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Russia oil sanctions: How conflict with EU rules threatens G-7 price cap

Sanctions loom for Russian tanker exports; outcome still highly uncertain

Russian oil profits have soared as a result of the war (Photo: Shutterstock/PalSand)

Sanctions targeting Russian oil exports go into effect in just 10 weeks, on Dec. 5. From a practical perspective, sanctions come into play sooner than that. Tankers can take up to a month to reposition for cargo loadings. Refineries need to plan for deliveries well in advance.

The G-7 sanctions plan, which would cap Russian oil export prices, faces a big risk even before it gets off the ground: It hinges on the European Union changing its own sanctions policy and enacting its own price cap to match the G-7’s.

To change the sanctions, the EU vote has to be unanimous. Bloomberg reported Monday that Hungary and Cyprus are among those opposed to an EU price cap., said Bloomberg.

This raises the risk that the tanker industry will face an unworkable morass of conflicting G7 and EU sanctions regimes in the months ahead.

If so, there could be a shortage of tankers able to obtain insurance for carriage of Russian cargoes. The very outcome the U.S. is scrambling to avoid could come to pass. Russian exports could fall too far and too fast, causing rising prices for American consumers.

EU sanctions went too far

On June 3, the EU adopted its sixth set of sanctions targeting Russia. The EU agreed to ban seaborne imports of Russian crude on Dec. 5 and Russian products on Feb. 5. In addition, EU companies would be banned from providing services for Russian exports of crude and products to non-EU countries after those two dates, respectively.


With over 90% of tankers insured by service providers in the U.K. and EU, the fear was that the EU sanctions went too far and would effectively block most Russian exports. U.S. officials addressed this concern while speaking at the Capital Link New York Maritime Forum on Wednesday.

“We think [EU sanctions] were a well-intentioned policy to reduce the Kremlin’s revenues in the context of the war, but in our view, it would meaningfully reduce the flow of Russian oil into the global market,” said Erik Van Nostrand, senior advisor for Russia/Ukraine policy at the Treasury Department’s Office of Economic Policy.

G-7 ‘relief valve’ to EU sanctions

To fix that perceived flaw, G-7 countries agreed on Sept. 7 to set a cap on the price of Russian oil exports

As with the EU plan, marine service providers in G-7 countries would be banned from facilitating Russian oil exports. However, the G-7 would allow its countries’ service providers — most importantly, U.K. marine insurers — to facilitate transport of Russian oil sold at or below a price cap set by the G-7.

“We view the price cap as an adjustment to the EU’s sixth sanctions package,” said Van Nostrand. “The goal is to allow oil to continue to flow. To keep energy affordable. But do so in a way that does not undermine the sixth sanctions’ goal of denying windfall profits to the Kremlin. What we’re doing mechanically is creating an exception to that ban on maritime services. The price cap is a relief valve for the sixth set of sanctions.”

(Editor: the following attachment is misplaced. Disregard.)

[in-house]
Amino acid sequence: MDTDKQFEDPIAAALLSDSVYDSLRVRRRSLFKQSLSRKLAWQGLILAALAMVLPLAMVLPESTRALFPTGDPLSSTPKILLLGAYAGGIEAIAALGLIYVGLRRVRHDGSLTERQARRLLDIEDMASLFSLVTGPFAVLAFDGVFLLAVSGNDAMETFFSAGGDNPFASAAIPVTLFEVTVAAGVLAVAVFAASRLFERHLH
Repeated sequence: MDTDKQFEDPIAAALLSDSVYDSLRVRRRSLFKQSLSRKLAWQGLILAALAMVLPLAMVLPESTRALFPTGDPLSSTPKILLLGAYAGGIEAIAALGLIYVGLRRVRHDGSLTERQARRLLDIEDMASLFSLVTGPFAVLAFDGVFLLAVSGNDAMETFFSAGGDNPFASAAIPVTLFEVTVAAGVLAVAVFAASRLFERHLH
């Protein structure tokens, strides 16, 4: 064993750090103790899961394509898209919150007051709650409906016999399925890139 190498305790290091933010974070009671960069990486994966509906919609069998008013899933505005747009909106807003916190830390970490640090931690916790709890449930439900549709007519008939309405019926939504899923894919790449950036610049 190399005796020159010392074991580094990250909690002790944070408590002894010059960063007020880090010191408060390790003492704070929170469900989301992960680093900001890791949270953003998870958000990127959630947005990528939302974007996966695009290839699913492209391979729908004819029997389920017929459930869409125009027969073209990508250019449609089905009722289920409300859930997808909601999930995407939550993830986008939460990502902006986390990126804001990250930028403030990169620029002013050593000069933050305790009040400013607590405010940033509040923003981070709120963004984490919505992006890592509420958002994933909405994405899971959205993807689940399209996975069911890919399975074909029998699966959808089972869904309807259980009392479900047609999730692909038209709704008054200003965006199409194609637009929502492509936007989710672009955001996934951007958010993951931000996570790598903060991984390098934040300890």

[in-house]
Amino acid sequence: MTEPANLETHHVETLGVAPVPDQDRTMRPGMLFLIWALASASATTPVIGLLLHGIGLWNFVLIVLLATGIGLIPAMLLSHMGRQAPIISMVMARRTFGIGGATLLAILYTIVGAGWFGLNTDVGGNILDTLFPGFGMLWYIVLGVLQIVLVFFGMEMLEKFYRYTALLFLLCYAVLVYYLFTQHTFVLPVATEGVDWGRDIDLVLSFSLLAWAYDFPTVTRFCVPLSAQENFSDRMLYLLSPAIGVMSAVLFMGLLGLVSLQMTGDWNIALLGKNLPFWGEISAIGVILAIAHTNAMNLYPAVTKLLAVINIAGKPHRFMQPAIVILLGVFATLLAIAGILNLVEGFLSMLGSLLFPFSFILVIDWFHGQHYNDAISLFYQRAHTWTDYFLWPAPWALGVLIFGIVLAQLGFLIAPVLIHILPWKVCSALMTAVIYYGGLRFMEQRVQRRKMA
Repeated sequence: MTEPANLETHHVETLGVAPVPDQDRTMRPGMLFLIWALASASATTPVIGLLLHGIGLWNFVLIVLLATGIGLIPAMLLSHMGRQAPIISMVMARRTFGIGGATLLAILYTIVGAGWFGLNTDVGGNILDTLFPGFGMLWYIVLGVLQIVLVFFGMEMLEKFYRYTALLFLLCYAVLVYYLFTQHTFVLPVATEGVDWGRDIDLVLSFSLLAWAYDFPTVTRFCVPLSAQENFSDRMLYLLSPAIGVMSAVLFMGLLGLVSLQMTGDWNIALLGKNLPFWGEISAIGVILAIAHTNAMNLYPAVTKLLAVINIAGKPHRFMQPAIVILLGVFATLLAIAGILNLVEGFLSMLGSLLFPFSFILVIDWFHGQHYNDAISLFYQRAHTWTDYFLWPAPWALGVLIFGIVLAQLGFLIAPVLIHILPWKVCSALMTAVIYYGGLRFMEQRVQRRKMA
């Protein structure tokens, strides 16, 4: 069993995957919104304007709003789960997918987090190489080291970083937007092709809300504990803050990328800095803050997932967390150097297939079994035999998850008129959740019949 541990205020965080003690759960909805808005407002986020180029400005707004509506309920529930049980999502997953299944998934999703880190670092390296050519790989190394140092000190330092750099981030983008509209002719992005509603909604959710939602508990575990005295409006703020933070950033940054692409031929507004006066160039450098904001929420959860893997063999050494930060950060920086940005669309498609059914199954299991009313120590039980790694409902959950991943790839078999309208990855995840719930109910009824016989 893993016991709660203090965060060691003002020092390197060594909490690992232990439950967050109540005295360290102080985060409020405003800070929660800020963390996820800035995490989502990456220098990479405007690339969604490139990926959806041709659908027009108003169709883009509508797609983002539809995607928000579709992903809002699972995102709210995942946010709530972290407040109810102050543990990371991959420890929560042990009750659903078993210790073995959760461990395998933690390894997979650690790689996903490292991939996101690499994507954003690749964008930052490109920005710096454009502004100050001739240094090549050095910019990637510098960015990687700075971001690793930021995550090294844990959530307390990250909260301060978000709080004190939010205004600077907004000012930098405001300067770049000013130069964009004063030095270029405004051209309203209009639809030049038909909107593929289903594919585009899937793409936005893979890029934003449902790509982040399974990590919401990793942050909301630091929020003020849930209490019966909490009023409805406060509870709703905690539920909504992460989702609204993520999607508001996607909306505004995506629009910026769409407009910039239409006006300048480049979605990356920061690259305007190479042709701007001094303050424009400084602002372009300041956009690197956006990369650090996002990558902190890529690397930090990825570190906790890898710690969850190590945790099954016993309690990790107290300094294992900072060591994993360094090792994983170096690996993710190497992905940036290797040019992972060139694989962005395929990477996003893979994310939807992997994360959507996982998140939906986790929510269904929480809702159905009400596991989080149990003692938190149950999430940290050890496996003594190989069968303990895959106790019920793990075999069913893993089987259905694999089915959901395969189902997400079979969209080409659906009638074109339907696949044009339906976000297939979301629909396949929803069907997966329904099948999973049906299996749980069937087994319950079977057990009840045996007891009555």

What if EU doesn’t approve price cap?

But that relief valve won’t work properly unless EU sanctions are revised.

According to Michael Lieberman, assistant director for enforcement at the Office of Foreign Assets Control, “The idea is that the EU will adopt a cap similar to the G7. They will mirror each other.”

photo of G-7 ministers meeting to discuss Russia sanctions
G-7 finance ministers meet (Photo: AP Photo/Stefan Rousseau)

Van Nostrand said, “This will involve the reopening of the sixth set of sanctions. The exception for oil traded below the cap is the piece [of the EU sanctions] that needs to be changed.”

This is the exact proposal that’s now running into opposition from some EU members.

If the EU does not mirror the G-7 price cap by Dec. 5, crude-tanker cargoes that are “legal” under G-7 rules would run afoul of EU sanctions if service providers under EU jurisdiction were involved.

Most of the shipowner property and indemnity (P&I) insurance clubs are in the U.K., a member of the G-7, not the EU. But these P&I clubs are nonetheless exposed to EU sanctions.

According to guidance released by members of the International Group (IG) of P&I clubs, “Most of the clubs that comprise the IG are subject to the jurisdiction of the EU. All IG clubs, including those that are domiciled outside the territory of the EU, rely on a reinsurance program that is heavily dependent on the participation of reinsurers that are domiciled with the EU.”

Thus, U.K. marine insurers would face coverage restraints until EU sanctions are brought in line with the G-7’s. Because of the EU’s unanimous-vote rule, a single country such as Hungary — whose leader Viktor Orban is highly critical of Russian sanctions and has a contentious relationship with other EU officials — could theoretically stymie the G-7’s plan by refusing to back an EU price cap.  

Click for more articles by Greg Miller 

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Greg Miller

Greg Miller covers maritime for FreightWaves and American Shipper. After graduating Cornell University, he fled upstate New York's harsh winters for the island of St. Thomas, where he rose to editor-in-chief of the Virgin Islands Business Journal. In the aftermath of Hurricane Marilyn, he moved to New York City, where he served as senior editor of Cruise Industry News. He then spent 15 years at the shipping magazine Fairplay in various senior roles, including managing editor. He currently resides in Manhattan with his wife and two Shih Tzus.
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